The aim of the talk is to shed light on the status of clitic pronouns by analyzing several hitherto unnoticed and/or unaccounted morpho-syntactic and semantic phenomena: 1. the availability of the full spectrum of clitic meanings in article-less Slavic languages and the lack thereof in article clitic languages (both Slavic and Romance); 2. clitic doubling and other related cliticization peculiarities found in non-standard Serbian and Slovenian dialects; 3. the asymmetry between Person-Case Constraint effects in Slavic and Romance. The empirical domain comprises Slavic and Romance languages, with a special emphasis on the South Slavic branch, analyzing the aforementioned phenomena in both standard vernaculars (Standard Serbian and Slovenian) and non-standard ones (Prizren-Timok Serbian and Gorica Slovenian). Special attention is devoted to Prizren-Timok Serbian (PTS), which generative linguistics has remained completely silent about.
The standard claim is that pronouns, including clitic pronouns, involve a D(eterminer) P(hrase) in all clitic languages, including article-less Slavic languages (Progovac 1998, i.a.). Nevertheless, the data from the aforementioned phenomena show that clitics in article-less languages are strikingly different from the clitics in article languages, the status of clitics hence soliciting a thorough re-examination. Following Bošković (2008), who contends that languages without overt articles lack a DP on top of the (full) N(oun) P(hrase), I extend this claim to clitics, ultimately arguing that clitics in article-less languages cannot enjoy the status of DPs but of NPs.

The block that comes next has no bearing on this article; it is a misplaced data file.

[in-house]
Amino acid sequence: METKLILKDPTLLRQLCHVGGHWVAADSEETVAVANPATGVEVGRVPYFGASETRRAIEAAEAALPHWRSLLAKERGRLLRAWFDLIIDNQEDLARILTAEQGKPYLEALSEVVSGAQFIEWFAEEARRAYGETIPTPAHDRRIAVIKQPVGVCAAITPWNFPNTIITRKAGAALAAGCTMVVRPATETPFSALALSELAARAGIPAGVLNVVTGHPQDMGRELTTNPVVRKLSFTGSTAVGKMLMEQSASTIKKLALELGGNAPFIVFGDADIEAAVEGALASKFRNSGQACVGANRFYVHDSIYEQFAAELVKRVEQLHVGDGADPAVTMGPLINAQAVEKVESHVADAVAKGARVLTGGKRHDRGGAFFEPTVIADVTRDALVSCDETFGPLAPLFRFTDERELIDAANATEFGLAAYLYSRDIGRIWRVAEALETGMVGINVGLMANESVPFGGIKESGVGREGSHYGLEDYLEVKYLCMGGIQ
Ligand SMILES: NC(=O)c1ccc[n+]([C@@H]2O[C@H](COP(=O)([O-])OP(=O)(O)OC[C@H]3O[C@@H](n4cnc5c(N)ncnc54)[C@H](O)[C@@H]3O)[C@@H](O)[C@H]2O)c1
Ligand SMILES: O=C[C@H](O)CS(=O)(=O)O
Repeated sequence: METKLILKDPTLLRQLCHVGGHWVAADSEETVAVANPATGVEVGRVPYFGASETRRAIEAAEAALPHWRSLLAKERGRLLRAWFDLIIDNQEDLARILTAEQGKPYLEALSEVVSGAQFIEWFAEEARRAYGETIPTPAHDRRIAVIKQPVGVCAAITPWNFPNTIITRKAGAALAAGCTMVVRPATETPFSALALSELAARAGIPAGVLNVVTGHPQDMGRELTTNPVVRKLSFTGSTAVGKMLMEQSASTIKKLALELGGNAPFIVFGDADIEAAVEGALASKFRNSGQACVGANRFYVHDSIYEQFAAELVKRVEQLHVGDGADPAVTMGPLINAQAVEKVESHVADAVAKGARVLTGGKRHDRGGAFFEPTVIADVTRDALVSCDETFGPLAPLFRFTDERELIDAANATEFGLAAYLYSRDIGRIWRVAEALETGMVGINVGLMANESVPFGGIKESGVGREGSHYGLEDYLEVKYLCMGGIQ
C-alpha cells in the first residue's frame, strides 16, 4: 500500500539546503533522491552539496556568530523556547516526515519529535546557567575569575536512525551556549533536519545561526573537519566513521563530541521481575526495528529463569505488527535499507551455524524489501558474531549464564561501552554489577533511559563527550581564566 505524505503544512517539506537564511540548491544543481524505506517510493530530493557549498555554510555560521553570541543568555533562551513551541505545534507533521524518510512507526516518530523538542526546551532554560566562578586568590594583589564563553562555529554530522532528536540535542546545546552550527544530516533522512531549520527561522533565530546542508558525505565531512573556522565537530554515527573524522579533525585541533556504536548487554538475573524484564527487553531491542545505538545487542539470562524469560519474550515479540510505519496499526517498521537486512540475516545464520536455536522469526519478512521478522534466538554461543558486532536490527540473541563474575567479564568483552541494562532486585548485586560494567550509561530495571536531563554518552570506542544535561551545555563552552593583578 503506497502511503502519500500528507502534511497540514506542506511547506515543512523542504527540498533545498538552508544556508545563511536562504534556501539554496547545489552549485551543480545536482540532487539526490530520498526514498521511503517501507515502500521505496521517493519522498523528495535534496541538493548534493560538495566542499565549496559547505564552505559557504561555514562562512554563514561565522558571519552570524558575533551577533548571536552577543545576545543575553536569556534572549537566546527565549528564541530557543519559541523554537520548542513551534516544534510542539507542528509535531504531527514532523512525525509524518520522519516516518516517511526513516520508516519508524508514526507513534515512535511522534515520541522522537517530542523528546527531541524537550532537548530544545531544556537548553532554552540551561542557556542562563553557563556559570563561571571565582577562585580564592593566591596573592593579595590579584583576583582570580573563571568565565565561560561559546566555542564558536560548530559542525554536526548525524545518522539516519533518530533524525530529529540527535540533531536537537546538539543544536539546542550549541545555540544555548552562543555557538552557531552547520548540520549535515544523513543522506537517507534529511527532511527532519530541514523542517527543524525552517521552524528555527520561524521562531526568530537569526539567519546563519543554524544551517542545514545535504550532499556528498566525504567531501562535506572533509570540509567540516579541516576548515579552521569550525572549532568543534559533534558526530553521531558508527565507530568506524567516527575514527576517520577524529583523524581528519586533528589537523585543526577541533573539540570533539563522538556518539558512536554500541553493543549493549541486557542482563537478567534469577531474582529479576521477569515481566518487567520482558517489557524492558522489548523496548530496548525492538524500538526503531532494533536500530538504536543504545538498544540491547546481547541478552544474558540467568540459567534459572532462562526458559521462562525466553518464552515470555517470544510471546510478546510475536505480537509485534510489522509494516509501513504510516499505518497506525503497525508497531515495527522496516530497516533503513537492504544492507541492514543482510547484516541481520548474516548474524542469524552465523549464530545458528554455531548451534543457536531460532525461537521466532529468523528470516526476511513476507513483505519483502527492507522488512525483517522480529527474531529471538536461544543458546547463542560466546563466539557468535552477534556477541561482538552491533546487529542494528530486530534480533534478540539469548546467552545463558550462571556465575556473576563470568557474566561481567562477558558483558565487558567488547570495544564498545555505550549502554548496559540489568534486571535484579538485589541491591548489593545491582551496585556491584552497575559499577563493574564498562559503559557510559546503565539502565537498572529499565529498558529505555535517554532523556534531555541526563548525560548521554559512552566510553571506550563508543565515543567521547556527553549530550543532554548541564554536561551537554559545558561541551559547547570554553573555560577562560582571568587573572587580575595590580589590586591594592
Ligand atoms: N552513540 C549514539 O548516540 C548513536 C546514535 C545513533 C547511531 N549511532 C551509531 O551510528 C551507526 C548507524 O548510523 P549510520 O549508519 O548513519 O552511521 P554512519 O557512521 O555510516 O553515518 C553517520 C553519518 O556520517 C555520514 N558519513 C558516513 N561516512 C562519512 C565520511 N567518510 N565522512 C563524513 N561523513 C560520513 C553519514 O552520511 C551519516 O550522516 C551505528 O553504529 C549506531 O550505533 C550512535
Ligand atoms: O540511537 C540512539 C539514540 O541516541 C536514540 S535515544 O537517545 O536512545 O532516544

Finally, I consider theoretical implications of the above account and contend that the Argument Ellipsis analysis (Saito 2007, i.a.), quite prominent in the work on Japanese null arguments, should be re-evaluated. I will argue that clitics in article-less languages and null arguments in Japanese and other east Asian languages are both NPs and that null subjects and objects in East Asian languages are not ellipsis, as standardly assumed, but null clitics.
The CUNY Syntax Supper is a series of biweekly talks on syntax and its interfaces with semantics and morphology, given by students, faculty, and visiting scholars, usually from institutions in the greater Metropolitan area.
Syntax Suppers are held in room 7102 at the Graduate Center on Tuesday evenings, from 6:30 to 8:30 p.m. Syntax Suppers are an ideal opportunity for speakers to present and discuss results of their ongoing research in an informal setting.